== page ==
Cannondale has held out on rushing a disc version of the SuperSix EVO to market – apparently because the firm wanted to ensure that a disc model would retain its rim-brake sibling’s character. It had therefore to share the low ‘system weight’ (that’s what Cannondale calls the frame, fork, crankset and seatpost), and be stiff and comfortable with it.
On paper things look promising, with the disc frame tipping the scales at 829g (for a 56cm) and the fork 360g (the standard braked version in a 56cm is 777g and 320g respectively). The overall ‘system weight’ is just 120g heavier, and for our test bike the overall weight of 7.3kg is similarly impressive when you consider this one has a basic aluminium stem and bar, a the standard carbon post (no SAVE technology) and a second-tier Si crankset.
The SuperSix disc translation: has it worked?
In short, the disc metamorphosis has worked superbly – we’ve spent lots of time on the rim-braked EVO in various specifications and what’s immediately apparent is just how similar the Hi-Mod Disc feels. The pick-up and acceleration is simply brilliant, meaning the Hi-Mod is so resolutely rock-solid under pedaling that it feels like none of your energy is being wasted in floundering flex from the chassis. It just wants to go and go.
The new EVO disc frame weighs just 820g Warren Rossiter/Immediate media
The front end is planted and unwavering; impressively so when you consider that was one of the factors we loved so much about its rim-braked brother. The disc outshines the rim-brake version here, so cornering and sharp steering inputs to avoid potholes are met with total confidence and nothing in the way of even the slightest twitch.
Our test riding in the Austrian Alps obviously included plenty of climbing, and the Hi-Mod was a willing partner. The low weight of the chassis also benefits from the addition of Cannondale’s new carbon Hollowgram wheels. These 35mm deep blunt-aero shaped clinchers have a broad 19mm internal measure and are approved (by Stan’s) for tubeless use – ours weren’t set up that way but came with Schwalbe’s impressive Pro one tubeless rubber. The wheels weigh in at 1400g a pair, impressive for a set of disc wheels and a real boon when the road starts to rise.
Our test ride took in stunning Alpine landscapes in Austria Warren Rossiter/Immediate media
Where I’d expect the disc to outshine its rim-brake rival is on the descents, and I didn’t get any surprises. Let’s not mince words here; the Hi-Mod Disc is one of the finest descending bikes we’ve ever tested. With pinpoint accuracy through tight twisty corners, the bike feels tight and short (Cannondale has cleverly retained short 405mm chainstays rather than longer ‘disc’ ready 415 items).
Any reservations about the EVO’s lack of a rear thru-axle (Cannondale says it chose to stay with a quick-release at the back for weight savings in the hub and for faster wheel changes in race situations) are dispelled as soon as you head downhill and brake hard. There’s not even a peep of brake noise, and no flex induced rub. In fact, Cannondale has beefed up the rear end as much as they can, with the EVO Disc reliiant more on the tapering ‘Delta-Tube’ seat tube and 25.4mm post for its comfort rather than flex from the stays.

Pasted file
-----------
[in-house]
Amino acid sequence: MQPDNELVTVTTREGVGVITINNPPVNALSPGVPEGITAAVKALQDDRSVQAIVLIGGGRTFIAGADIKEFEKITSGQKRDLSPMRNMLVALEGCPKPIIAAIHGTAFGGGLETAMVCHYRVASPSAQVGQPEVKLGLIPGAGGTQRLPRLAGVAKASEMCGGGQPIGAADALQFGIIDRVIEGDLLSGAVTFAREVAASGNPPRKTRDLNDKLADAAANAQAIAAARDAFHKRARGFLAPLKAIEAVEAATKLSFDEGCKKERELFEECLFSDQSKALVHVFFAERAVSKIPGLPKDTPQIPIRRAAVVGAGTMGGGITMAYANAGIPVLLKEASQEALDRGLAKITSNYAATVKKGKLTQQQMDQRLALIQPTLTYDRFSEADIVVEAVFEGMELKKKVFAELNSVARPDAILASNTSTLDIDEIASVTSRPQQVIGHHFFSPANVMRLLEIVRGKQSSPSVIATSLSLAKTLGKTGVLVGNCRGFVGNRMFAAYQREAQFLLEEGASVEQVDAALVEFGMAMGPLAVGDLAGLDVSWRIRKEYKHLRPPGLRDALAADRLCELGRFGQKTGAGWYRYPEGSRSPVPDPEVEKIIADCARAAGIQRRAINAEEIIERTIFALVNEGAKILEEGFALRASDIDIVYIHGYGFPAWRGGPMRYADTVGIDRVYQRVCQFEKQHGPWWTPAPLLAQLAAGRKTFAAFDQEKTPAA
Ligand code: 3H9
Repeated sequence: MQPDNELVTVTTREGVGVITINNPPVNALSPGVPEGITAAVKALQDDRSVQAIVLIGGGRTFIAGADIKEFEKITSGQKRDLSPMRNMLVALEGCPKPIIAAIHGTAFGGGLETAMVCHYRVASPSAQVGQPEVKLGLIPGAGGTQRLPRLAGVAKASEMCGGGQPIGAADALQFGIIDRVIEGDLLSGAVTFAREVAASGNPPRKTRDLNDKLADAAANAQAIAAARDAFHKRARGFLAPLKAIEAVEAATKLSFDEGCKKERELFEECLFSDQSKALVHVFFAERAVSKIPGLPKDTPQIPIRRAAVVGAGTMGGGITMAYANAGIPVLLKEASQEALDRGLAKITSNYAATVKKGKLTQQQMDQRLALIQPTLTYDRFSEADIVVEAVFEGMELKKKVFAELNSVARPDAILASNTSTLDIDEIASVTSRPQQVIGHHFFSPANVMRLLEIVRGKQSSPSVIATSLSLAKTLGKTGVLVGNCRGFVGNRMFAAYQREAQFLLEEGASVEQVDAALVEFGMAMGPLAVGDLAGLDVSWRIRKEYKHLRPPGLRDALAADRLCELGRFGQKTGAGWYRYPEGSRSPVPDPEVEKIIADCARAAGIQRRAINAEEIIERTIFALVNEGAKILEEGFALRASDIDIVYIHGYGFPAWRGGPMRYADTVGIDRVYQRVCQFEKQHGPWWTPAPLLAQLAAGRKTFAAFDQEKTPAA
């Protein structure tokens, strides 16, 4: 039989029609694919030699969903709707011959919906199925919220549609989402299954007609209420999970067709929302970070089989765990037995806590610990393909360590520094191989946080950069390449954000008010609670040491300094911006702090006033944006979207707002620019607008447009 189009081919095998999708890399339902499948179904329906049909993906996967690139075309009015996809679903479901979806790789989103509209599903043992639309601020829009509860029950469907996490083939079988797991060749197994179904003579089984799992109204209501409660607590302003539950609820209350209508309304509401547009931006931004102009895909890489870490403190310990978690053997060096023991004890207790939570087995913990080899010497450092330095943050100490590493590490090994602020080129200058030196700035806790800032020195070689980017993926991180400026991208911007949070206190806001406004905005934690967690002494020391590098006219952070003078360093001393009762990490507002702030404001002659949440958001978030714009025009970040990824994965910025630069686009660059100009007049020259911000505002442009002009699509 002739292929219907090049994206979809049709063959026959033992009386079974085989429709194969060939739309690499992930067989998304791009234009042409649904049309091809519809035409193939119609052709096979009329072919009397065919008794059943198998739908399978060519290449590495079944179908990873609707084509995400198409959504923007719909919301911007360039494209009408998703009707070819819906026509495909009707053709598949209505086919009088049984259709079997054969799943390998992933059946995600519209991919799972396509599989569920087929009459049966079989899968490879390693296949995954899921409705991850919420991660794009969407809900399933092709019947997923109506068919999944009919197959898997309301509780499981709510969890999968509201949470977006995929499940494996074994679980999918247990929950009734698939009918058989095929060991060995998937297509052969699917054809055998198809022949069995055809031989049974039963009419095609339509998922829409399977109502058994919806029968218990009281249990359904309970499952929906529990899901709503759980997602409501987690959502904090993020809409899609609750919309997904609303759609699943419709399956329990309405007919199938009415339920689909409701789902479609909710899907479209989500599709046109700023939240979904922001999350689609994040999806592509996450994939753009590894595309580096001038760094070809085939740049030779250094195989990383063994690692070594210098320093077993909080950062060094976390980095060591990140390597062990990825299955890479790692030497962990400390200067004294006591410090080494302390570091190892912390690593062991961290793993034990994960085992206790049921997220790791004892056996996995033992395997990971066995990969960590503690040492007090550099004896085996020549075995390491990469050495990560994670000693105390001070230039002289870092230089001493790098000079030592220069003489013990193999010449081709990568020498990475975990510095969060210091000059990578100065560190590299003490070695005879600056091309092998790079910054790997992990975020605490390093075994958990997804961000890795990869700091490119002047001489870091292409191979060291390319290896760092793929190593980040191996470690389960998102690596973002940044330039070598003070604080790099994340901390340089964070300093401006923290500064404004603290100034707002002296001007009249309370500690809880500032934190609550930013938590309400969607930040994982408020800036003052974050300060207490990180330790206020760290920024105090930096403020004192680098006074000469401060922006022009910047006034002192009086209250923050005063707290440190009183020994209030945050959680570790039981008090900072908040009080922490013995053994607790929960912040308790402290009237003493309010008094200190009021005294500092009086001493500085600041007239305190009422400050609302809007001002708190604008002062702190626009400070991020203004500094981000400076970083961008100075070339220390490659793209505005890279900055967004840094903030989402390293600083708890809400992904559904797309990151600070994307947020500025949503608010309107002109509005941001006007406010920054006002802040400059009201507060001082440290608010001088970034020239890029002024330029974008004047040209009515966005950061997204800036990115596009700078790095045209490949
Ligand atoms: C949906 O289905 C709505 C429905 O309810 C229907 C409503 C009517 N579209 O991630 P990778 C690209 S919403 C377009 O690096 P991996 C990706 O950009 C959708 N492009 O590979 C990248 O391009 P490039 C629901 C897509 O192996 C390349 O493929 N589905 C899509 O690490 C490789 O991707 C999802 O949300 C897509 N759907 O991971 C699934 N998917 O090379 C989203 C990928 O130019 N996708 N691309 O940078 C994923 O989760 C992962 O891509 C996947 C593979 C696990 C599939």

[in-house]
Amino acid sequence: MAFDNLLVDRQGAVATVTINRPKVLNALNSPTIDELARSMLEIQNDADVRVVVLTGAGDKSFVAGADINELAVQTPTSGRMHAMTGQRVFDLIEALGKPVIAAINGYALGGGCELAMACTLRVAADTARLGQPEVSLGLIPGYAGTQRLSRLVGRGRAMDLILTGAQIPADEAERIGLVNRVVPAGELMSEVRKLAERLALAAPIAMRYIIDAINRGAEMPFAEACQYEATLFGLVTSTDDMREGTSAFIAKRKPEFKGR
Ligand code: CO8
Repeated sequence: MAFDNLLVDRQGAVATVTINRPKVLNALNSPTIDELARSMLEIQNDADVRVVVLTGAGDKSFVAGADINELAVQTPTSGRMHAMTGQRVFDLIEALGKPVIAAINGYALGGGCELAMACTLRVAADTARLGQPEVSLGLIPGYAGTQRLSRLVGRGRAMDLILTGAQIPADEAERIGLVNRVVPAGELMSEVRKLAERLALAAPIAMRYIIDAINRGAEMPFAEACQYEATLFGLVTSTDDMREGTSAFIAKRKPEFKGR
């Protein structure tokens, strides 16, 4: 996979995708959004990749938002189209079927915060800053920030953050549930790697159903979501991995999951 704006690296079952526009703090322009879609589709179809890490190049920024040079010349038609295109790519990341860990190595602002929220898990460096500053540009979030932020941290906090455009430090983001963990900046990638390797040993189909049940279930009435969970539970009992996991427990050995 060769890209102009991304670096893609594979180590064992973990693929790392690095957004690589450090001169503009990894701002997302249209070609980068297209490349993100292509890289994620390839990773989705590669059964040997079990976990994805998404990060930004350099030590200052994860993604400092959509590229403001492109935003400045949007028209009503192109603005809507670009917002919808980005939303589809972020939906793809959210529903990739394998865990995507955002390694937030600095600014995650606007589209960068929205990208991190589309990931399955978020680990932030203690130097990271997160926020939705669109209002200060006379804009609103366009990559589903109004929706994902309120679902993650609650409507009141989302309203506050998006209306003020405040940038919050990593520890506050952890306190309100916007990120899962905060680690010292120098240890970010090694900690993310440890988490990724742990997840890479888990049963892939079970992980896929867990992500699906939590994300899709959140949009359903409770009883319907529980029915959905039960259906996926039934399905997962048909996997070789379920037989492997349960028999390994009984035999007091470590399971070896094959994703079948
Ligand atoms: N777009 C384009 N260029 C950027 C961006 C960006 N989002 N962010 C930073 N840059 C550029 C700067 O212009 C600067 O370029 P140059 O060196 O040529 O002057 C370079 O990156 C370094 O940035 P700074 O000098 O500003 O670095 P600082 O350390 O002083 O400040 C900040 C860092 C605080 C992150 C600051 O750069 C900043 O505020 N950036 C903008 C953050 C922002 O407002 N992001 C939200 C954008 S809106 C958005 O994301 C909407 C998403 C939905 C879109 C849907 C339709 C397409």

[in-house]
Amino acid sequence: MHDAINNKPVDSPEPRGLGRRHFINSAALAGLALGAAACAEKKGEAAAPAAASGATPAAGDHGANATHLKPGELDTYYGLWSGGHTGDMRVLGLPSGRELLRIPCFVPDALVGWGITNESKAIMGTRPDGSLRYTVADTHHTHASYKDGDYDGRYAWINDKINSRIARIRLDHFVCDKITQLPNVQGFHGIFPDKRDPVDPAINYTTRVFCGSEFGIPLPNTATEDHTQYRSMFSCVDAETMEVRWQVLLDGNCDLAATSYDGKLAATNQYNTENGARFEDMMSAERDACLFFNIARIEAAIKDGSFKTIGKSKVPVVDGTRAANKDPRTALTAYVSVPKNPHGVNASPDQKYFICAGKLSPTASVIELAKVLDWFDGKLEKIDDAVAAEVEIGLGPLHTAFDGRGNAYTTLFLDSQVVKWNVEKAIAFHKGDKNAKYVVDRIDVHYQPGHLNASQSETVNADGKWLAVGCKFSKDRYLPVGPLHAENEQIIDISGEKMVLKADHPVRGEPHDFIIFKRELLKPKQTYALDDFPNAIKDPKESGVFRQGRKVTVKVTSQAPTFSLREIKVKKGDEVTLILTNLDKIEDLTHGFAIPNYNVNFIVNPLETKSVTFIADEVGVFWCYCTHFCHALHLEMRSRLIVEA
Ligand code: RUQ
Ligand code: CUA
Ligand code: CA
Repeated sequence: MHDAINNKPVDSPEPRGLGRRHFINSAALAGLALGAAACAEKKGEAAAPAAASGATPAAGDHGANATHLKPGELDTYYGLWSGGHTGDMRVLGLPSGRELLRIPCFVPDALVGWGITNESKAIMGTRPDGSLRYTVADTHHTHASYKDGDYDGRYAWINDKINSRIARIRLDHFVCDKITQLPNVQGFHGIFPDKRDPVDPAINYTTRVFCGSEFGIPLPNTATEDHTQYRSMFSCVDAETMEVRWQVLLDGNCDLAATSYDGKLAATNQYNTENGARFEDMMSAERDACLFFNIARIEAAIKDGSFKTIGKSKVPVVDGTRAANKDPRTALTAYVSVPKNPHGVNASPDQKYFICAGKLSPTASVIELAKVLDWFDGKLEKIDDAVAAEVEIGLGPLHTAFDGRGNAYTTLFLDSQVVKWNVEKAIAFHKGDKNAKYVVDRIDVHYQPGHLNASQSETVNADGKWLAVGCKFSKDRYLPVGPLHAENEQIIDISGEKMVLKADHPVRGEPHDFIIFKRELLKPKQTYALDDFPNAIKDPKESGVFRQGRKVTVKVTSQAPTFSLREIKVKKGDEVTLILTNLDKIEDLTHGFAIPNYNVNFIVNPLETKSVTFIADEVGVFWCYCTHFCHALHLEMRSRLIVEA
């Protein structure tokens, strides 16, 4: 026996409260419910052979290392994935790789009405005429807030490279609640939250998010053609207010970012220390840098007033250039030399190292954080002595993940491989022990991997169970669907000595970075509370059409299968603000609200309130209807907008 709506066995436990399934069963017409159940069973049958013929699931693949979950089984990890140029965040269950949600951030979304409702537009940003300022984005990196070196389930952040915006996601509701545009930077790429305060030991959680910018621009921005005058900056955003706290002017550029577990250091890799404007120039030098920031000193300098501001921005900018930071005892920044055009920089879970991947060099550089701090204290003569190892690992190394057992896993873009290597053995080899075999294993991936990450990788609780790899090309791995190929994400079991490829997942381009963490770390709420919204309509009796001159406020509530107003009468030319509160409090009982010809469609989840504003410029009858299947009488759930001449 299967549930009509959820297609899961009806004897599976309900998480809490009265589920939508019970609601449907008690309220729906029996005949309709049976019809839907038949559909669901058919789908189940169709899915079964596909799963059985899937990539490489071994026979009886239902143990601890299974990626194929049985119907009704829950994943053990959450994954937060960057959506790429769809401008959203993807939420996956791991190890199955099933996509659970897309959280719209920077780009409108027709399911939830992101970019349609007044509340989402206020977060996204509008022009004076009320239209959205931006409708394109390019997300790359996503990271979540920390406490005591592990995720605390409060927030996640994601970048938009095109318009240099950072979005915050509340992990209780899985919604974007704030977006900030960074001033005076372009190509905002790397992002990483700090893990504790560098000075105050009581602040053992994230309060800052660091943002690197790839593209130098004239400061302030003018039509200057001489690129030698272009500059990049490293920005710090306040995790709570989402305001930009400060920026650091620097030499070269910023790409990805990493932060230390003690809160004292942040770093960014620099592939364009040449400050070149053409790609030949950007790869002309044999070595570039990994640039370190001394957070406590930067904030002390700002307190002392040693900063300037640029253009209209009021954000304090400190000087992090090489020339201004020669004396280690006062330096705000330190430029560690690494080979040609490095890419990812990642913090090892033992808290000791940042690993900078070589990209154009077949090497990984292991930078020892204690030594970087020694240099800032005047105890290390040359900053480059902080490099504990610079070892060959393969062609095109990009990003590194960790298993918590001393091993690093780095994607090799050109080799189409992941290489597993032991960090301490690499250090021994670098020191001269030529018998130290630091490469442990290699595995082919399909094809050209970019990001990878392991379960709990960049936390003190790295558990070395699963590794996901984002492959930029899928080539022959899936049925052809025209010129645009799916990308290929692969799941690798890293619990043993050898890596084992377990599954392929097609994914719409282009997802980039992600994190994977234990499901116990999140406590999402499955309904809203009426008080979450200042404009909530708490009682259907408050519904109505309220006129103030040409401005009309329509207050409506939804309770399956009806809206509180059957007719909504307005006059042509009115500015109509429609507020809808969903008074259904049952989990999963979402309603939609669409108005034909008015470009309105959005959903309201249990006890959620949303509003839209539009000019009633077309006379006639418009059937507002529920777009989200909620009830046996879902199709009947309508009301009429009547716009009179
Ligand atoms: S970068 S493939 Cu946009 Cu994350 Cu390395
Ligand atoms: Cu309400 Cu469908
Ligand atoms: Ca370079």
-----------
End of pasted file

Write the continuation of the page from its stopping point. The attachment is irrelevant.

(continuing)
The small bridge on the EVO disc is there to add stiffness and is a different shape to the one found on the rim brake model Warren Rossiter/Immediate media
Comfort levels from what’s targeted as a pro-level machine are also excellent. The bike’s rear (using that slender 25.4mm post) is smoothly supple, aided by the One tyres, which are shaped well over the wide rim. The tyre profile adds oodles of grip, giving you confidence to give it the full beans even on less than perfect surfaces. Up front the fork tracks perfectly with no twist or flex, yet still with enough fore-and-aft compliance to take the sting out of pockmarked roads and the high-frequency vibrations they create.
Not quite perfection
Perfection is a tough thing to achieve, and we’d have to acknowledge that the EVO Disc came up slightly short. That said, the only things I could find that I’d change were the bar and bar tape. The C1 alloy handlebar is light, but the diameter is fairly traditional and in this age of carbon aero and wing shapes it feels small, and a little harsh on this tester’s (admittedly big) hands.
The EVO’s wide BB30a bottom bracket Warren Rossiter/Immediate media
It’s wrapped with Fizik’s Classic tape, which looks nice with its foil backed perforations, but like the bar is thin, very thin and offers little in the way of cushioning. On a less compliant and comfortable chassis it’d be more of an issue, but I still can’t understand why Cannondale hasn’t chosen to spec its own-brand silicone tape as found on the Synapse, or one from CSG stable mates Fabric.
Initial verdict: smile time
On our rolling test ride the smile never left my face. The EVO is easy to encourage up to a high pace and loves staying there. On the climbs it’s willing and on descents it’s dive-bomber quick.
Up against the best of the rest – like Focus’ Izalco Max disc and Merida’s Scultura Disc – the EVO can easily hold its own. We can’t wait to get hold of one for some longer testing and put it head to head with its rivals, as we reckon the new Cannondale might just be the one to take the disc-racer crown.
UK readers: pricing for this model is estimated to be in the region of £4,700, but this is subject to change owing to the EU referendum result.